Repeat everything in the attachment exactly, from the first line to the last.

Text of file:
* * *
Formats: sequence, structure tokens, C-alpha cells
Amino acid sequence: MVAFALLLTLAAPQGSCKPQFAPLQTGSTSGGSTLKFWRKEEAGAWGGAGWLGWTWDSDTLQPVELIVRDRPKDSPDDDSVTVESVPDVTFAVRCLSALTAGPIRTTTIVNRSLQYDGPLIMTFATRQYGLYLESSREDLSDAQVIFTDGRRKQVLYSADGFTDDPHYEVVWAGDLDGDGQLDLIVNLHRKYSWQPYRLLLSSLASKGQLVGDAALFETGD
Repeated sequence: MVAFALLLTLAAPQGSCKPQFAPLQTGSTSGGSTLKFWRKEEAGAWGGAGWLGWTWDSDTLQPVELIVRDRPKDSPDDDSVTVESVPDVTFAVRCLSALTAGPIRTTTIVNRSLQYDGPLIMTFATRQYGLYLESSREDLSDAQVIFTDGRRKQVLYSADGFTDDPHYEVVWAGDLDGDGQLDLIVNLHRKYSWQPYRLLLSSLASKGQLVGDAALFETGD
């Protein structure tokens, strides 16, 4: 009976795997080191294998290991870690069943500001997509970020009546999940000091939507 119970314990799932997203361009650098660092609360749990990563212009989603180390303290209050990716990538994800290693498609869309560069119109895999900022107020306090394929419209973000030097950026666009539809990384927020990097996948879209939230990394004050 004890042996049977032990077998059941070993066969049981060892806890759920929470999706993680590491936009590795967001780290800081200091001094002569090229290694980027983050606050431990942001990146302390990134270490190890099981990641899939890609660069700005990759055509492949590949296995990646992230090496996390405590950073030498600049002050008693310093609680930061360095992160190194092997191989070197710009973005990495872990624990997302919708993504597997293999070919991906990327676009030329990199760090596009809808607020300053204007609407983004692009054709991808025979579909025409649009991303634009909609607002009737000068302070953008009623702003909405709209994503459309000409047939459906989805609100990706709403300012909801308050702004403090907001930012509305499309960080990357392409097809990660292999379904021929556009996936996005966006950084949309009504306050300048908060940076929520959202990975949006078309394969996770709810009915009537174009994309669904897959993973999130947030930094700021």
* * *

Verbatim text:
Formats: sequence, structure tokens, C-alpha cells
Amino acid sequence: MVAFALLLTLAAPQGSCKPQFAPLQTGSTSGGSTLKFWRKEEAGAWGGAGWLGWTWDSDTLQPVELIVRDRPKDSPDDDSVTVESVPDVTFAVRCLSALTAGPIRTTTIVNRSLQYDGPLIMTFATRQYGLYLESSREDLSDAQVIFTDGRRKQVLYSADGFTDDPHYEVVWAGDLDGDGQLDLIVNLHRKYSWQPYRLLLSSLASKGQLVGDAALFETGD
Repeated sequence: MVAFALLLTLAAPQGSCKPQFAPLQTGSTSGGSTLKFWRKEEAGAWGGAGWLGWTWDSDTLQPVELIVRDRPKDSPDDDSVTVESVPDVTFAVRCLSALTAGPIRTTTIVNRSLQYDGPLIMTFATRQYGLYLESSREDLSDAQVIFTDGRRKQVLYSADGFTDDPHYEVVWAGDLDGDGQLDLIVNLHRKYSWQPYRLLLSSLASKGQLVGDAALFETGD
């Protein structure tokens, strides 16, 4: 009976795997080191294998290991870690069943500001997509970020009546999940000091939507 119970314990799932997203361009650098660092609360749990990563212009989603180390303290209050990716990538994800290693498609869309560069119109895999900022107020306090394929419209973000030097950026666009539809990384927020990097996948879209939230990394004050 004890042996049977032990077998059941070993066969049981060892806890759920929470999706993680590491936009590795967001780290800081200091001094002569090229290694980027983050606050431990942001990146302390990134270490190890099981990641899939890609660069700005990759055509492949590949296995990646992230090496996390405590950073030498600049002050008693310093609680930061360095992160190194092997191989070197710009973005990495872990624990997302919708993504597997293999070919991906990327676009030329990199760090596009809808607020300053204007609407983004692009054709991808025979579909025409649009991303634009909609607002009737000068302070953008009623702003909405709209994503459309000409047939459906989805609100990706709403300012909801308050702004403090907001930012509305499309960080990357392409097809990660292999379904021929556009996936996005966006950084949309009504306050300048908060940076929520959202990975949006078309394969996770709810009915009537174009994309669904897959993973999130947030930094700021």